Go over the list and decide which foods to cut out or reduce. Cutting calories is usually a lot easier than you might think. For example, that daily tall latte in the morning may pack 500 calories. Since a pound of flab (lost or gained) is roughly equivalent to 3,500 calories, replacing that rich beverage with black coffee can help you lose a pound a week. Other easy cuts include salad dressing (salad dressing is the number one source of fat in the average American woman’s diet) soda pop, candy, and butter. Look at the nutritional information for the foods you eat, pay special attention to your intake of saturated fats and empty calories (high-sugar foods). You don’t need to cut these things out entirely, but if you reduce your intake of high-fat, high-calorie foods you’ll lose weight faster.
    Seek out alternatives to the unhealthy foods you’ve identified. You can simply reduce the amount of soda you drink or mayonnaise you put on your sandwiches, or you can substitute healthier choices. Drink water instead of soda, for example, or use mustard instead of mayo. Low-fat and low-calorie options are also available for most foods, and many of these are natural, (although some are made with strange chemicals), and tasty. Start trying to eat healthy in most meals:
    Choose lean meats. Chicken and fish are both very low in fat (and certain fish like salmon, sardines, and fresh tuna are an excellent source of antioxidants, which are also beneficial to your health), so aim to replace some or all of the beef or pork in your diet with these foods.
    Replace high-calorie side dishes with healthier alternatives. Many people get a ton of calories from side dishes such as macaroni and cheese, French fries, or potato salad. You can eat healthier and lose weight by replacing these with fresh vegetables and salads. Pre-made salads are practically effortless, and when accompanied by a reduced-calorie dressing or no dressing at all, they’re weight-loss gold.
    Start your days off right. A fattening breakfast of bacon and eggs or a pastry can be replaced with yogurt, oatmeal, high-fiber, low-sugar cereals; or fresh fruit for fruit smoothies. However, for those on a low carb diet bacon and eggs are a great combo for breakfast, since neither have carbs. But don’t fall into the trap of skipping breakfast. Eating a healthy breakfast increases your rest metabolic rate earlier in the day, and reduces snacking before lunch.
    Plan your meals. Look for healthy, delicious meals online or in your cookbooks, and create a menu for the week. Make sure that your meal plan reduces your total calorie intake: you’re not going to lose weight if you consume the same amount of calories by eating different foods. Make a list of what you’ll need for these meals, and — except for a few snacks, of course — don’t stray from your list when you get to the market. Planning your meals helps ensure you get a balanced diet and reduces the temptation to stop off for fast food or order a pizza. Remember, it’s easier to stick to your shopping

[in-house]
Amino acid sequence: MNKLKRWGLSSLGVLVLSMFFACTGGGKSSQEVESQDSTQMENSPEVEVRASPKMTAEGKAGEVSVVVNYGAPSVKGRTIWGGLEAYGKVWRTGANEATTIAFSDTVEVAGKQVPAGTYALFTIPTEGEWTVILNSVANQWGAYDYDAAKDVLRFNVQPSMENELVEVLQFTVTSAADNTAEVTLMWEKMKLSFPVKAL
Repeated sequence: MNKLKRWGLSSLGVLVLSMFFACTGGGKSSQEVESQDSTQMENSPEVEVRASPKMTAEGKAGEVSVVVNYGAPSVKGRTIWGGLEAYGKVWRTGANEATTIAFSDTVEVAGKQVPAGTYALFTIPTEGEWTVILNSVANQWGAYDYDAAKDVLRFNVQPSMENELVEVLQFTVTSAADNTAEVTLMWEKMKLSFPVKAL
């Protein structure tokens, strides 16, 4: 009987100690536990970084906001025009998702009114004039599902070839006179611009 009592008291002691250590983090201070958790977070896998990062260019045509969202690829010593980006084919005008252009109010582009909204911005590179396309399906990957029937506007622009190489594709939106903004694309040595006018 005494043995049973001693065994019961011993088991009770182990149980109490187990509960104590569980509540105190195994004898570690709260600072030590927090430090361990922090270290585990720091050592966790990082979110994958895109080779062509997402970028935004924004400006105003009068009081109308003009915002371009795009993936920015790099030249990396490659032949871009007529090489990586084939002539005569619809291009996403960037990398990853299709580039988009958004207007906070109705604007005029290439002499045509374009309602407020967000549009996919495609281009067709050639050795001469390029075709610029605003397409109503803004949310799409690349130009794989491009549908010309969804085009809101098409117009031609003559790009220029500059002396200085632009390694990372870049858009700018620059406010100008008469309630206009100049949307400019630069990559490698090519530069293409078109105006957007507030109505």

2. HI, I understand what your going through, I am 19 and have had an under active thyroid for nearly 2 years. I too struggle with losing weight and it is nearly impossible and also distressing for someone of my age as I went from eating whatever I want whenever I want and now cant even eat a salad without gaining weight it is ridiculous.
    Do you have a thyroid problem or if not have you been to your local GP for blood tests because a thyroid problem is quite a big deal as it comes with loads of other complications which people don’t realise. Have you been having any other symptoms such as
    Constantly Feeling Cold
    Dry Skin
    Exhaustion
    Loss of hair
    If I was you I would go check it out with your GP, even if its not a thyroid problem its worth a visit just to put your mind to rest

  3. Thyroid affects weight loss for me in a couple of ways: lack of energy (need more of sleep) and slower metabolism. Due to lack of energy I do not exercise. Recently I’ve switched to armour to see if it helps. I’m also being strict with my sleep routine to see if I can feel rested when I wake up. I think once I get the energy to work out that I’ll be able to loose weight. I’m hopeful and have lost weight in the past.